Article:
Helfant v. Louisiana & Southern Life Ins. Co., 459 F. Supp. 720 (E.D.N.Y. 1978)

US District Court for the Eastern District of New York - 459 F. Supp. 720 (E.D.N.Y. 1978)
October 16, 1978

459 F. Supp. 720 (1978)

Sidney HELFANT, Plaintiff,

No. 77 C 2515.

United States District Court, E. D. New York.

October 16, 1978.

*721 *722 Mark S. Cash, New York City, for plaintiff.

Gordon, Hurwitz, Butowsky, Baker, Weitzen & Shalov, New York City, by Franklin B. Velie, Margot A. Metzner, New York City, for defendants Ingram and Denegre.

Sullivan & Cromwell, New York City, by Marvin Schwartz, Paul P. Colborn, New York City, for defendant Alex. Brown & Sons.

Cleary, Gottlieb, Steen & Hamilton, New York City, by George Weisz, Richard D. Weiss, New York City, for remaining defendants.


NEAHER, District Judge.

This action was brought by a former holder of 100 shares of Louisiana & Southern Insurance Company (L&S) stock, who seeks to maintain the action on his own behalf and on behalf of a class of public shareholders of L&S, other than defendants, between August 19, 1977 and October 3, 1977. The defendants are L&S; The Charter Company (Charter); New Charter Holding Company (Charter Holding), Charter's wholly-owned subsidiary; New Charter Life Insurance Company (NEWCO), the wholly-owned subsidiary of Charter Holding; and Alex. Brown & Company, an investment banking firm. The complaint also names as defendants certain officers, directors and shareholders of Charter and L&S, who with the corporate defendants have allegedly violated Sections 10(b), 14(a) and 14(e) of the Securities Exchange Act of 1934, 15 U.S.C. §§ 78j(b), 78n(a), 78n(e), the rules and regulations of the Securities Exchange Commission promulgated thereunder, and common law fiduciary principles in connection with a merger of L&S into NEWCO.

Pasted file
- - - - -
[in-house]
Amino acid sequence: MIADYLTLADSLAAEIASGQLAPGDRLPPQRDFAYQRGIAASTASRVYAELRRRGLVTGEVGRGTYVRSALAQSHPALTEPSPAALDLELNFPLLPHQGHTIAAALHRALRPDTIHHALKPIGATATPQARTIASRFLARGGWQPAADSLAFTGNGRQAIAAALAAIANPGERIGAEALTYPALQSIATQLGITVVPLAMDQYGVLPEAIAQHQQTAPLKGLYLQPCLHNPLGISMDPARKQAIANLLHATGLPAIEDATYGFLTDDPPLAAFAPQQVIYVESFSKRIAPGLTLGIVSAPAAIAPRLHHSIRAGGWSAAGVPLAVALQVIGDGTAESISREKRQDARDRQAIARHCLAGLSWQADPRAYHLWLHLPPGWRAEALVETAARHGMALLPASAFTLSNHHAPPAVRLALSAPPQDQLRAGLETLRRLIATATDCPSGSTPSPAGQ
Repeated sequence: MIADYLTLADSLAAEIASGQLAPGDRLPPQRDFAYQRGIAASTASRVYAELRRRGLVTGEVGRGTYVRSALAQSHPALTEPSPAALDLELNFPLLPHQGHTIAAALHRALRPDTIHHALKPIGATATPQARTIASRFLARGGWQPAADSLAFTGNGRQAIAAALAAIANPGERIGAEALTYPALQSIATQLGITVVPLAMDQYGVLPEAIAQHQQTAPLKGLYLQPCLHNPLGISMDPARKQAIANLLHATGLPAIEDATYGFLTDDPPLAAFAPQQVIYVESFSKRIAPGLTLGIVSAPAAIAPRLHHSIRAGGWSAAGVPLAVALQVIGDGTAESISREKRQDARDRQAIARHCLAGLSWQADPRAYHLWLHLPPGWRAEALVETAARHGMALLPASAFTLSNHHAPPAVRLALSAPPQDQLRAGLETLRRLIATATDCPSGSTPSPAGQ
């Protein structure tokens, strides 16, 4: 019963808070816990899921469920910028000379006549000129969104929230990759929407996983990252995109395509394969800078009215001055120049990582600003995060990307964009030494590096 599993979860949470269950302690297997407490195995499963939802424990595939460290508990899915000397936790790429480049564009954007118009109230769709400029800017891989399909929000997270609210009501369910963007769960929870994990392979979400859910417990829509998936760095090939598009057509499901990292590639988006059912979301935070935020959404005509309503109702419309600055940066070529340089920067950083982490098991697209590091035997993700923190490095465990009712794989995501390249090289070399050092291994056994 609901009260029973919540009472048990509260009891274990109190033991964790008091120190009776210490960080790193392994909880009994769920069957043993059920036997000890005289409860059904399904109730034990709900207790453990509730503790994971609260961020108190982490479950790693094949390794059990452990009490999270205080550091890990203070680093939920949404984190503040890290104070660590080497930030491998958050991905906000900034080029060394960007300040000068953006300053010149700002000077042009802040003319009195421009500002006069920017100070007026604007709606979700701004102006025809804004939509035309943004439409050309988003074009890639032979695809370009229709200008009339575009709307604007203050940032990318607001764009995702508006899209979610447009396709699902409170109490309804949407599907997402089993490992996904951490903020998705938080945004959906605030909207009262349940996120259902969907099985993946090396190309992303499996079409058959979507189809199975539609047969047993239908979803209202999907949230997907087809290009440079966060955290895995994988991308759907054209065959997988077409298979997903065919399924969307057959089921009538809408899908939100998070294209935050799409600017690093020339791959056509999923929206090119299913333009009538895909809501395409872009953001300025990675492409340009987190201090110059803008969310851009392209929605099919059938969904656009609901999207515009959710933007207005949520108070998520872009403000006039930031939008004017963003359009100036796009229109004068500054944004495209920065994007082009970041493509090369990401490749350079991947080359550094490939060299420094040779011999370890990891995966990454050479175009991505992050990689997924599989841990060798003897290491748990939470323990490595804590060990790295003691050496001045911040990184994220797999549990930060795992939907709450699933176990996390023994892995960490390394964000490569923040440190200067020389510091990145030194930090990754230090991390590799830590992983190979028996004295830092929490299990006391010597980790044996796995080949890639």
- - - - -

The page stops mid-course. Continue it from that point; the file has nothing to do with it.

Jurisdiction is premised on Section 27 of the Securities Exchange Act of 1934, 15 U.S.C. § 78aa, and on principles of pendent jurisdiction. Thus, this court's jurisdiction is predicated upon the existence of a claim cognizable under the federal securities laws.

Defendants move pursuant to Rules 9(b), 12(b) (1) and 12(b) (6), F.R.Civ.P., for an order dismissing the complaint for failure to state the circumstances constituting fraud with adequate particularity, for lack of subject matter jurisdiction, and for failure to state a claim upon which relief may be granted. In the alternative, defendants move, pursuant to Title 28, U.S.C. § 1441(a), for an order transferring the action to the United States District Court for the Middle District of Florida.

The allegations of the complaint, which must of course be accepted as true at this stage of the proceedings, Conley v. Gibson, 355 U.S. 41, 78 S. Ct. 99, 2 L. Ed. 2d 80 (1957), are based on actions taken by defendants to acquire 100% of the issued and outstanding shares of L&S stock. It is alleged that in August 1975 Charter became owner of approximately 51% of the shares of L&S. Between May and December 1976, an unidentified "affiliate" of Charter purchased approximately 20,000 shares of L&S on the open market and subsequently transferred those shares to Charter's wholly-owned subsidiary, Charter Holding. On March 16, 1977, Charter transferred all its shares of L&S to Charter Holding, thereby consolidating the L&S shares in Charter Holding.